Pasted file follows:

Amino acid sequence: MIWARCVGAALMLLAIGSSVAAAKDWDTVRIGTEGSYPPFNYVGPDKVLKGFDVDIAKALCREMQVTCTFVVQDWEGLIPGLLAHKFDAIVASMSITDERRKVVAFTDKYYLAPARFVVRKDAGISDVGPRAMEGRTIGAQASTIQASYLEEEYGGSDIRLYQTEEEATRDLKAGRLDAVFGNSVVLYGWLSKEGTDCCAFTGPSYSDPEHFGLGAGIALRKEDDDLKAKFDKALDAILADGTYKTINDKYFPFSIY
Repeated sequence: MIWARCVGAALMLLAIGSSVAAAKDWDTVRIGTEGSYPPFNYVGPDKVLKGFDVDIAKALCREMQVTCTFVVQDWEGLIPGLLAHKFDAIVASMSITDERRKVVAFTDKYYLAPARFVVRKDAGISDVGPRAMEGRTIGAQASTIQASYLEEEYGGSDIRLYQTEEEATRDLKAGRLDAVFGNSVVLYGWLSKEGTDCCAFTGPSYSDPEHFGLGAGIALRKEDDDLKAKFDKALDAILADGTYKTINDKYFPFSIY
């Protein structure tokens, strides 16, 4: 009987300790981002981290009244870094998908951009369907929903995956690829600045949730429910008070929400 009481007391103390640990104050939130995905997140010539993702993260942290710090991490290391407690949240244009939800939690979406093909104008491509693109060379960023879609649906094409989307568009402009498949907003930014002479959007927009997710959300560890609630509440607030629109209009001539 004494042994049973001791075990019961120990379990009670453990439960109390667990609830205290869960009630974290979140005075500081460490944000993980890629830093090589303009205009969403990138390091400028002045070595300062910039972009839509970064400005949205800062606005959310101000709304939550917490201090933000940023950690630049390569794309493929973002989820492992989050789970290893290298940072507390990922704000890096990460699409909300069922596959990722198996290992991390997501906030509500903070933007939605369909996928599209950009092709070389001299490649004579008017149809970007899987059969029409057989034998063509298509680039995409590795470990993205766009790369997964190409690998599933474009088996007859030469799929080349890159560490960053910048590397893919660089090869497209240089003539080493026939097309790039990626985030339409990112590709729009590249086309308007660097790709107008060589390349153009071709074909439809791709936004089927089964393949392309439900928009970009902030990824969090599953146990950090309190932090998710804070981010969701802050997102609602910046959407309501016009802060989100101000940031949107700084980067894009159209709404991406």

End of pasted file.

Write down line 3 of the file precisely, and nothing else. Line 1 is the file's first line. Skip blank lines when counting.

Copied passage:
């Protein structure tokens, strides 16, 4: 009987300790981002981290009244870094998908951009369907929903995956690829600045949730429910008070929400 009481007391103390640990104050939130995905997140010539993702993260942290710090991490290391407690949240244009939800939690979406093909104008491509693109060379960023879609649906094409989307568009402009498949907003930014002479959007927009997710959300560890609630509440607030629109209009001539 004494042994049973001791075990019961120990379990009670453990439960109390667990609830205290869960009630974290979140005075500081460490944000993980890629830093090589303009205009969403990138390091400028002045070595300062910039972009839509970064400005949205800062606005959310101000709304939550917490201090933000940023950690630049390569794309493929973002989820492992989050789970290893290298940072507390990922704000890096990460699409909300069922596959990722198996290992991390997501906030509500903070933007939605369909996928599209950009092709070389001299490649004579008017149809970007899987059969029409057989034998063509298509680039995409590795470990993205766009790369997964190409690998599933474009088996007859030469799929080349890159560490960053910048590397893919660089090869497209240089003539080493026939097309790039990626985030339409990112590709729009590249086309308007660097790709107008060589390349153009071709074909439809791709936004089927089964393949392309439900928009970009902030990824969090599953146990950090309190932090998710804070981010969701802050997102609602910046959407309501016009802060989100101000940031949107700084980067894009159209709404991406």